By Guest Blogger Jena Penner
That’s not a stock image above, that’s my family. At my 25th high school reunion, someone I hadn’t seen since graduation asked for a recap of the past couple decades. Without giving my response much thought I replied, “Oh, ya know, nothing out of the ordinary, just your typical stuff.” Truly I didn’t mean to lie. I honestly didn’t think I had anything interesting to tell because the life I live doesn’t seem like the reality show others tend to think it is. Perspective is a funny thing!
Doesn’t everyone have enough kids for a basketball team with extras on the bench? Spend a season living in a third world country? Give someone a high-five and think,“Hey. Five. That’s how many college tuition checks we wrote last month?” Have an open international adoption or two? Met one of your kids for the first time in the Harris Teeter parking lot? No? So I’m abnormal and I should have a reality show?
My little life of organized chaos is so typical to me, when people stare, I look behind me wondering what is happening. Then I realize they are looking at us. Is it the sheer number or different shades of melanin? Life happens to each of us. My husband says if he didn’t witness life happening to me, he’d think I was a liar. And sometimes the different scenarios I find myself in are a bit unbelievable.
For instance, last month I found myself part of a group text. Typical and ordinary, except I didn’t know anyone in the group. I tried to remove myself but it wasn’t an option. I asked to be removed via text and phone, but nope; the texts kept coming rapid fire. So, I decided to participate. Why not? Chaperone David was texting, “We are loaded on Bus #2. Aiden is sitting with Alex, Roger with Cooper, Blake with Anderson. We will be pulling out shortly and will be making a stop in Rocky Mount.” I texted,“Since you are still sitting in your cars watching the buses until they pull out, I want to remind you that Aiden, Alex, Roger, Cooper, Blake and Anderson will most likely be going off to college one day soon without a group text from a chaperone. A suggestion from a mom who has dropped multiple kids off at college: Go enjoy your week while your precious one is certainly enjoying theirs. Try not to spend your days staring at the Life 360 app you’ve got downloaded on your phone. If something goes wrong, your phone will ring. David is obviously on it. Take this time to ponder the things you want to teach your kids before they leave the nest so when they do take off, you can rest in confidence you’ve done your part and enjoy watching them do theirs. Trust me, it’s the best show you’ll ever watch.” I immediately got removed from the group text, but the moms started texting me individually. ‘Don’t you use the Life 360 app? I have to know how fast Cooper is driving.’ No, I didn’t let my kids get their drivers license until I can trust them. ‘When you applied for their college…’ Woah. Hold up. They apply for college, not you. They fill out the application, write the essay, apply for the scholarships. You hang out sipping your favorite beverage in case they need to ask you a question.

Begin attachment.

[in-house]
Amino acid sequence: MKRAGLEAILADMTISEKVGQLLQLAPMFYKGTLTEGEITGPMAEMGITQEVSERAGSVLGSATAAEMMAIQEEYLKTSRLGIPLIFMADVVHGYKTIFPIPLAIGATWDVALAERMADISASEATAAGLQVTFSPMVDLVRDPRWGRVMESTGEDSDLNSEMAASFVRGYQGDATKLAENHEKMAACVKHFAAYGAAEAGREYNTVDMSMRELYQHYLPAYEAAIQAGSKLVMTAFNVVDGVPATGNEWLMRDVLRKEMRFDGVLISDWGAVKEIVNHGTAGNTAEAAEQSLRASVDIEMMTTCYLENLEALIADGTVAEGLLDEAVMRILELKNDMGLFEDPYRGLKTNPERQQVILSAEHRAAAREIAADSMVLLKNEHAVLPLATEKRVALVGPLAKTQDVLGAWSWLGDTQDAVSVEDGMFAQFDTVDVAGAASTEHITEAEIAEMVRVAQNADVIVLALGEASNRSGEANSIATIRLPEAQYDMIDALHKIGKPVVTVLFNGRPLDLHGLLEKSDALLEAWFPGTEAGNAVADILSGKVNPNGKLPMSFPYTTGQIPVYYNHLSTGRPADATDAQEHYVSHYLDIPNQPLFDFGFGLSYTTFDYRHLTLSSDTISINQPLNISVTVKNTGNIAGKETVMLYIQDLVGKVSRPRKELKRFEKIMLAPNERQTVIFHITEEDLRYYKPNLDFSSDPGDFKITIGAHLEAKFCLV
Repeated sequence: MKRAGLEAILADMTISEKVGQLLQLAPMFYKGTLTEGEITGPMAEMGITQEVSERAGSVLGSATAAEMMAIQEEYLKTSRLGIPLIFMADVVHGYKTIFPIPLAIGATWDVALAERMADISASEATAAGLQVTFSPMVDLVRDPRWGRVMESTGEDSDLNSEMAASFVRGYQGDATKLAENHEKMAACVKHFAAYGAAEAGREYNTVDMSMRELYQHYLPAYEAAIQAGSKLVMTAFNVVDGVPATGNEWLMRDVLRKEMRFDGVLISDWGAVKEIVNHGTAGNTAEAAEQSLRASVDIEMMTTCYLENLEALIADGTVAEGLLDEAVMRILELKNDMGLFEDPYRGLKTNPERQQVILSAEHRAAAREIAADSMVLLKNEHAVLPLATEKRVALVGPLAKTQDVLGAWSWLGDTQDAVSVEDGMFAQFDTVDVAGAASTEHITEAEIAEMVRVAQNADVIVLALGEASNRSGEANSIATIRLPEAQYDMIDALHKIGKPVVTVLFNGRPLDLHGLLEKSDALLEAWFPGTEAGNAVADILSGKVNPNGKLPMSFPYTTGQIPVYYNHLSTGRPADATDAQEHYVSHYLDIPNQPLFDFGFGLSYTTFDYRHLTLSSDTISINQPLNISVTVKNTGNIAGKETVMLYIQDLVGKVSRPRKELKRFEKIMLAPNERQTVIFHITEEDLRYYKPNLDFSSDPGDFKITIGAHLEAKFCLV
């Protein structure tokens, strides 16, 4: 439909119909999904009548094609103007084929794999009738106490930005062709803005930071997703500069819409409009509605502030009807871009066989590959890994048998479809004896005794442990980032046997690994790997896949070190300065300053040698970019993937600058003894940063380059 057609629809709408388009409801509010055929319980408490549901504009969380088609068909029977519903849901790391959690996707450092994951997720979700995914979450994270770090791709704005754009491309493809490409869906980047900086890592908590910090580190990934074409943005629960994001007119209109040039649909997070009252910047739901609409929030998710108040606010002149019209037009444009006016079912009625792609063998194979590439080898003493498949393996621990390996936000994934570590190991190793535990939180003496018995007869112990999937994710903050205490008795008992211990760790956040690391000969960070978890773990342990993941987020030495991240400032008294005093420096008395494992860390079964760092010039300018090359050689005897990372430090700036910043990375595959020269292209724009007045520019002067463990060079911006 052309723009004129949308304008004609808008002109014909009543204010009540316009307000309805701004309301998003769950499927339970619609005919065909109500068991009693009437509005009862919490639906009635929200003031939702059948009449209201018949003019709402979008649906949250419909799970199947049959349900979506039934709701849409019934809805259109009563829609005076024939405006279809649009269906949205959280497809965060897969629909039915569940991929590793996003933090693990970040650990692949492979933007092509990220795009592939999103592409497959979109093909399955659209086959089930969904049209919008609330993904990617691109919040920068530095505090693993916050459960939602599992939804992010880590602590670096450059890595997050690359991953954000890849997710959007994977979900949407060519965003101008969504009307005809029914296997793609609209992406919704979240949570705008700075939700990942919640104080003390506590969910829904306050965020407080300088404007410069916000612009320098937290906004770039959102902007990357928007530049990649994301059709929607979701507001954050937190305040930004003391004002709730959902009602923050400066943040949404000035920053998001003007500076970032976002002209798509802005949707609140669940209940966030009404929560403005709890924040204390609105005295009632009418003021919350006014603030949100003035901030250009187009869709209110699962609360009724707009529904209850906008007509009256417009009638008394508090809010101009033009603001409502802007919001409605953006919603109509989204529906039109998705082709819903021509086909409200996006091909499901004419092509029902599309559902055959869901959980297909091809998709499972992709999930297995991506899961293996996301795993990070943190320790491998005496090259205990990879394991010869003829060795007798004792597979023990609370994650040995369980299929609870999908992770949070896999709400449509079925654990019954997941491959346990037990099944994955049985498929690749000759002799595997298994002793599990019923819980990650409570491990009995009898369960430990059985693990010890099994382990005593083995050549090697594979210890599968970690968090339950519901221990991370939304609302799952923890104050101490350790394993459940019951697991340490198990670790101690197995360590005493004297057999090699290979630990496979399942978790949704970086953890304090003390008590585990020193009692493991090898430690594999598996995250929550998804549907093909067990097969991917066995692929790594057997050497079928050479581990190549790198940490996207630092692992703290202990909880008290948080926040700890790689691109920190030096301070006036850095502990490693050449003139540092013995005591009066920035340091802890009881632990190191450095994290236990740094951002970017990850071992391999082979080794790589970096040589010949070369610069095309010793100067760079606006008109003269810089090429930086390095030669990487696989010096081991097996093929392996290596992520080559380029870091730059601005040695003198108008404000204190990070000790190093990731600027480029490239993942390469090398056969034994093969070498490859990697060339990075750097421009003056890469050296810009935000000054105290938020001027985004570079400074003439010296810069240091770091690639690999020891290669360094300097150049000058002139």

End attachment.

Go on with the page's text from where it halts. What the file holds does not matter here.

Parenting is an investment, the greatest investment you’ll ever make. You can pay now or you can pay later. It’s so much easier the earlier on. Invest in the early days and you’ll do more sitting back and reaping the benefits in the later days. My Granny told me if I didn’t fall into bed physically exhausted when your kids are little, you aren’t working hard enough. She was right.
When I pushed out our first babies, I thought it was amazing. Then we adopted and I thought that was pretty amazing too. I’ve recently discovered my new favorite way to grow our family. When your child gets married, you get more kids! The glorious thing is you don’t have to teach them to tie their shoes or make a bed. They waltz in starry eyed and you get to scoop them up and love them right back, even though their love is aimed at your kid.
At my next high school reunion, I’ll be prepared with fun and exciting stories that will scare the best of my friends. And hopefully have a full album of grand babies.
Jena Penner married her husband, Keith, 25 years ago. He still makes her toes curl. She has 7 amazing children. Some she pushed out, some she pulled home. Jena is the Development Coordinator for Lydia’s Hope, which serves the Piedmont Triad community by educating and supporting families, churches, schools and professionals on the effects of childhood trauma using Trust Based Relational Intervention (TBRI).
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